The risk of postnatal depression in new fathers could be even higher in the UAE because of work pressure and limited support networks
Call for greater awareness in UAE of depression in new dads
Heathcare professionals in the UAE are calling for greater awareness of anxiety and depression in new fathers.
It follows research conducted in the UK that showed 39 per cent of men experience "some anxieties" after having children.
The risk of postnatal depression in new fathers could be even higher in the UAE because of work pressure and limited support networks, experts say, while its effects on the dad can be as devastating as those suffered by women.
"These two roles [work and being a new father] can increase the risk for postnatal depression in fathers," said leading psychologist, Maartje Suijskens, from the Priory Wellbeing Centre in Dubai. The centre is part of The Priory Group which conducted the research.
"Life as a expatriate means the work pressure here is really high so the risk might be a little bit higher," she said.
"If you are in your home country, then you have your friends and your family so they can support the mother and father. Here, the family is really small so the father has to take on that role to support his wife."
Ms Suijskens added that many men are often reluctant to speak out.
“Showing emotion or exhibiting feelings of anxiety or despair is still regarded as a sign of weakness by many men.
"As a result, they refuse to recognise when they may need help."
Ms Suijskens is calling for more recognition of paternal postnatal depression and a greater awareness of the symptoms among new dads and the medical profession in the UAE.
The research also showed that one in 10 men say they have "negative thoughts" after having children; one in 15 said they believed they were suffering from paternal post natal depression; 42 per cent of men who experienced depression or anxieties did not seek help, saying they were too embarrassed; and nearly 70 per cent of men felt there was "still a stigma" around paternal post natal depression.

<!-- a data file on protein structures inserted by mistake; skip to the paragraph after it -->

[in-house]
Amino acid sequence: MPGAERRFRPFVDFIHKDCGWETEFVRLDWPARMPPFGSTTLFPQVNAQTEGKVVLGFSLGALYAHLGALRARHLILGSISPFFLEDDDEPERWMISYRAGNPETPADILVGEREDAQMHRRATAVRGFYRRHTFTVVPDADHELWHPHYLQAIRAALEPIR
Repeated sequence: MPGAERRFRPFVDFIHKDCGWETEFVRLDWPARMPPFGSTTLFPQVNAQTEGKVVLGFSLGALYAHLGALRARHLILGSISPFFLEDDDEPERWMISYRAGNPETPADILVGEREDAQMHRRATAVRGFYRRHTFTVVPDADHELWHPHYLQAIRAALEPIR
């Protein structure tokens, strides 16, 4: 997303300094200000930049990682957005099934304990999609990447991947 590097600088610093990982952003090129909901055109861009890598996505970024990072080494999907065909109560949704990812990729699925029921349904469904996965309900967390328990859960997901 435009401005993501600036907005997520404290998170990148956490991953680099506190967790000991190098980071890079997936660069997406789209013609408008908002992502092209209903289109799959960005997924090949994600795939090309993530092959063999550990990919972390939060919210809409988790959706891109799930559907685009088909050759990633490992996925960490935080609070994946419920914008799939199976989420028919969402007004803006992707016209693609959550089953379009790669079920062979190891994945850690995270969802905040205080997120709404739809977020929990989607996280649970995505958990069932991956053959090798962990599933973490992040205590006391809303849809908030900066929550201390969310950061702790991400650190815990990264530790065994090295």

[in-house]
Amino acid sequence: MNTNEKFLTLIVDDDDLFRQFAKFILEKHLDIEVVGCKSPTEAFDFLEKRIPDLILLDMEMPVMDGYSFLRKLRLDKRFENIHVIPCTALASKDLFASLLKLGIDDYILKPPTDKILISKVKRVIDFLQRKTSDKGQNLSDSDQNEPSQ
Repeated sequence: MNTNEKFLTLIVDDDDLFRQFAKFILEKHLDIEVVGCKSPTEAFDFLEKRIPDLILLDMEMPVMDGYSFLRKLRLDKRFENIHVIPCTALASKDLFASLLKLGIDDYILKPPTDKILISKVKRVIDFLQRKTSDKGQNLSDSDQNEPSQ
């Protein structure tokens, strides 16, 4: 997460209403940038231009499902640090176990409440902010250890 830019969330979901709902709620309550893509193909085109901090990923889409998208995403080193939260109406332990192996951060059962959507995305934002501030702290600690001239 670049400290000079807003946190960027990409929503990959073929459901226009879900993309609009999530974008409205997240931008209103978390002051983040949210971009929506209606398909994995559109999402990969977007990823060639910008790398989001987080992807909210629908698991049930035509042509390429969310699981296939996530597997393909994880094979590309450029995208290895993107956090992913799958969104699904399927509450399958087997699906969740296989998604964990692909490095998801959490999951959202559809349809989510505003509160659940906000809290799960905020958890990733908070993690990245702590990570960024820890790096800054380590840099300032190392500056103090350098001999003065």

The symptoms include feelings of exhaustion and anxiety; being obsessed with finances; withdrawing from your family; being irritable or intolerant; and poor sleep patterns.
According to researchers, also nearly half of men and women (47 per cent) said there was not enough support for new fathers.
“Our research suggests that the number of fathers who experience anxiety and depression is greatly underestimated. Hopefully by raising awareness we can encourage this situation to change," she said.
“[It is] is a complex and challenging disorder and its effects can be far-reaching. It can have a serious effect on parent-infant interaction and bonding during the first year of life, and can contribute to a child’s emotional, behavioural, cognitive and interpersonal problems in later life," she said.
Studies have shown that new fathers are also more likely to suffer from delayed depression than mothers, commonly three to six months after their baby is born, and often when the mother has recovered from delivery and is going back to work.
“If your wife has postnatal depression, you might feel more prone to depression too.”
Ms Suijskens advocates an open and supportive relationship between partners: “The worst thing new parents can do is to bottle up their emotions and hope they will go away. You’re more likely to get a clearer perspective and the support you need to feel better if you talk to a professional.”
If the symptoms persist then it's advised to seek professional help.